Staley Belgian
From Old French estalee "fish trap", hence possibly a metonymic occupational name for a fisherman, or topographic name for someone who lived near where fish traps were set.
Stallard English
Byname for a valiant or resolute person, from a reduced pronunciation of Middle English stalward, stalworth "stalwart" (an Old English compound of stǣl "place" and wierðe "worthy").
Stellrecht German
Occupational name for a cartwright, from Middle High German stel "framework" and reht (from Old High German wurht-) "maker". Compare English -wright.
Storm English, Low German, Dutch, Scandinavian
Nickname for a man of blustery temperament, from Middle English, Middle Low German, storm, Old Norse stormr "storm".
Straight English
Nickname from Middle English streʒt "straight, upright", presumably applied in either a literal or a figurative sense.
Strassmann German, Jewish
Topographic name for someone living on a main street, from Middle High German strasse, German Strasse "street, road" and man "man".
Sugino Japanese
From Japanese 杉 (sugi) meaning "cedar" and 野 (no) meaning "field, wilderness".
Sugioka Japanese
From Japanese 杉 (sugi) meaning "cedar" and 岡 (oka) meaning "hill, ridge".
Sugita Japanese
From Japanese 杉 (sugi) meaning "cedar" and 田 (ta) meaning "field, rice paddy".
Summer English, German
From Middle English sum(m)er, Middle High German sumer "summer", hence a nickname for someone of a warm or sunny disposition, or for someone associated with the season of summer in some other way.
Suzukaze Japanese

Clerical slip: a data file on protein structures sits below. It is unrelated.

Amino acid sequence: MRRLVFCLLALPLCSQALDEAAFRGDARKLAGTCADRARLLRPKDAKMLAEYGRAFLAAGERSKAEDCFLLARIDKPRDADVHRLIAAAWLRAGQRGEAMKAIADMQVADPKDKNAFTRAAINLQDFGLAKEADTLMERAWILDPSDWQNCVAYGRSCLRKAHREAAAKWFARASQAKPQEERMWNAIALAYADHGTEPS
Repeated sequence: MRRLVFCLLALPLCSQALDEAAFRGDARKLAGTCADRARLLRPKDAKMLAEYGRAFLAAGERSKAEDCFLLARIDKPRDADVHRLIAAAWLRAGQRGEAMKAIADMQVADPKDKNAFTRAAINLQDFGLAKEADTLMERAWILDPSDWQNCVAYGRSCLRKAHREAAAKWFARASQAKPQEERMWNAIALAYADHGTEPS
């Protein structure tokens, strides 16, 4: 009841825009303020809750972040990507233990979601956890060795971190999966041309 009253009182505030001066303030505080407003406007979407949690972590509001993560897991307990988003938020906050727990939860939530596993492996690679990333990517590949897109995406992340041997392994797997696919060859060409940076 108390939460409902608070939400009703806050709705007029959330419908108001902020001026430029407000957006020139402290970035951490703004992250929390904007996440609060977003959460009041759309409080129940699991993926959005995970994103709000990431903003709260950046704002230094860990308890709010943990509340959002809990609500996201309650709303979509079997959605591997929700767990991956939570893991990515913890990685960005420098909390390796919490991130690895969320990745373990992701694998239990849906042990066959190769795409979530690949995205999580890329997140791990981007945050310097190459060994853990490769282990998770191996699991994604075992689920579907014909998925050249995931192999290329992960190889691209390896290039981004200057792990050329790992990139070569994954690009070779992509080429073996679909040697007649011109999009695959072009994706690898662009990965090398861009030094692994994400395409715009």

From Japanese 涼 (suzu) meaning "cool, refreshing" and 風 (kaze) meaning "wind".
Szot Polish
Nickname for a fish seller with a bad reputation, from szot "bad herring".
Takaishi Japanese
From Japanese 高 (taka) meaning "tall, high" and 石 (ishi) meaning "stone".
Takamori Japanese
From Japanese 高 (taka) meaning "tall, high" and 森 (mori) meaning "forest".
Takamoto Japanese
From Japanese 高 (taka) meaning "tall, high" and 本 (moto) meaning "base, root, origin".
Takayama Japanese
From Japanese 高 (taka) meaning "tall, high" and 山 (yama) meaning "mountain, hill".
Tatsuno Japanese
From Japanese 辰 (tatsu) meaning "dragon of the Chinese zodiac" and 野 (no) meaning "field, wilderness".
Tennōji Japanese (Rare)
Composed of Japanese ten 天 meaning "heaven," ō (which becomes due to renjō) 王 meaning "king," and ji 寺 meaning "temple" or "Buddhist temple."
Terasaki Japanese
From Japanese 寺 (tera) meaning "Buddhist temple" and 崎 (saki) meaning "cape, peninsula".
Toba Japanese
From Japanese 鳥 (to) meaning "bird" and 羽 (ba) meaning "feather".
Tomioka Japanese
From Japanese 富 (tomi) meaning "wealth, abundance" and 岡 (oka) meaning "hill, ridge".
Tomlin English
From a pet form of Tom, a short form of the personal name Thomas.
Toriumi Japanese
From Japanese 鳥 (tori) meaning "bird" and 海 (umi) meaning "sea, ocean".
Toyosaki Japanese
From Japanese 豊 (toyo) meaning "abundant, lush, bountiful, plenty" and 崎 (saki) meaning "cape, peninsula".
Trainor Irish
Reduced form of McTraynor, an Anglicized form of Gaelic Mac Thréinfhir "son of Tréinfhear", a byname meaning "champion, strong man" (from tréan "strong" and fear "man").
Trump English
Metonymic occupational name for a trumpeter, from Middle English trumpe "trumpet".
Tsai Taiwanese
Alternate romanization of Cai chiefly used in Taiwan.
Tsukioka Japanese
From Japanese 月 (tsuki) meaning "moon" and 岡 (oka) meaning "hill, ridge". A notable bearer of this surname was Tsukioka Yoshitoshi (月岡 芳年, 1839–1892), a Japanese artist who is widely recognized as the last great master of the ukiyo-e genre of woodblock printing and painting.
Uchihara Japanese
From Japanese 内 (uchi) meaning "inside" and 原 (hara) meaning "field, plain".
Uchimura Japanese
From Japanese 内 (uchi) meaning "inside" and 村 (mura) meaning "town, village".
Uekawa Japanese
From Japanese 上 (ue) meaning "above, top, upper" and 川 (kawa) meaning "river, stream".
Uesugi Japanese
From Japanese 上 (ue) meaning "above, top, upper" and 杉 (sugi) meaning "cedar".
Urano Japanese